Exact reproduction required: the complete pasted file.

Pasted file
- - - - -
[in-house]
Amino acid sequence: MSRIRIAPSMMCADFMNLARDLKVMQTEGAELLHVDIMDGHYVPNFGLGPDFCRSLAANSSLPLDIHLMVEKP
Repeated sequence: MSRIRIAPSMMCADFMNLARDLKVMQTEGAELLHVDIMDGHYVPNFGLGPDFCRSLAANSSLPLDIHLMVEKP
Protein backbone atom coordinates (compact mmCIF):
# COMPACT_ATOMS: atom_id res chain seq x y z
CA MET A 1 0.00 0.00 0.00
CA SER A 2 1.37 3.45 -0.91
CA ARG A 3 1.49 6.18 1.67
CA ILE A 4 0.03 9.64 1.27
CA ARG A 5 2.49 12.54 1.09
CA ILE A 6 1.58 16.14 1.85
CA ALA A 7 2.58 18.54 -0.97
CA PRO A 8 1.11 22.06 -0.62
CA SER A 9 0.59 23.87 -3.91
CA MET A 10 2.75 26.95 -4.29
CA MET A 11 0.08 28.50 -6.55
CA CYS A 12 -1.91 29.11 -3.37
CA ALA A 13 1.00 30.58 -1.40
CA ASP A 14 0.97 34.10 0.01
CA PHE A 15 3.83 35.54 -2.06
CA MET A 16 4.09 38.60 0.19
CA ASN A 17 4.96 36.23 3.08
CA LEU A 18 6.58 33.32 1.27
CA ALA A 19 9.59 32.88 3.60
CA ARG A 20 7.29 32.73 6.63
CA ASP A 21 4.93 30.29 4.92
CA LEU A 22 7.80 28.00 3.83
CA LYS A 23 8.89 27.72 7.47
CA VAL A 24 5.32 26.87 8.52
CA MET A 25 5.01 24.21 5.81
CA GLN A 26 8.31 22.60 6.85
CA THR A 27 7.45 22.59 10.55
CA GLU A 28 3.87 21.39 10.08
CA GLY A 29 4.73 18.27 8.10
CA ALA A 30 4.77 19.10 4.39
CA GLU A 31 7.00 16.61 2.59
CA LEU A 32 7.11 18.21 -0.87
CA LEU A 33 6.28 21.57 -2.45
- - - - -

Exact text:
[in-house]
Amino acid sequence: MSRIRIAPSMMCADFMNLARDLKVMQTEGAELLHVDIMDGHYVPNFGLGPDFCRSLAANSSLPLDIHLMVEKP
Repeated sequence: MSRIRIAPSMMCADFMNLARDLKVMQTEGAELLHVDIMDGHYVPNFGLGPDFCRSLAANSSLPLDIHLMVEKP
Protein backbone atom coordinates (compact mmCIF):
# COMPACT_ATOMS: atom_id res chain seq x y z
CA MET A 1 0.00 0.00 0.00
CA SER A 2 1.37 3.45 -0.91
CA ARG A 3 1.49 6.18 1.67
CA ILE A 4 0.03 9.64 1.27
CA ARG A 5 2.49 12.54 1.09
CA ILE A 6 1.58 16.14 1.85
CA ALA A 7 2.58 18.54 -0.97
CA PRO A 8 1.11 22.06 -0.62
CA SER A 9 0.59 23.87 -3.91
CA MET A 10 2.75 26.95 -4.29
CA MET A 11 0.08 28.50 -6.55
CA CYS A 12 -1.91 29.11 -3.37
CA ALA A 13 1.00 30.58 -1.40
CA ASP A 14 0.97 34.10 0.01
CA PHE A 15 3.83 35.54 -2.06
CA MET A 16 4.09 38.60 0.19
CA ASN A 17 4.96 36.23 3.08
CA LEU A 18 6.58 33.32 1.27
CA ALA A 19 9.59 32.88 3.60
CA ARG A 20 7.29 32.73 6.63
CA ASP A 21 4.93 30.29 4.92
CA LEU A 22 7.80 28.00 3.83
CA LYS A 23 8.89 27.72 7.47
CA VAL A 24 5.32 26.87 8.52
CA MET A 25 5.01 24.21 5.81
CA GLN A 26 8.31 22.60 6.85
CA THR A 27 7.45 22.59 10.55
CA GLU A 28 3.87 21.39 10.08
CA GLY A 29 4.73 18.27 8.10
CA ALA A 30 4.77 19.10 4.39
CA GLU A 31 7.00 16.61 2.59
CA LEU A 32 7.11 18.21 -0.87
CA LEU A 33 6.28 21.57 -2.45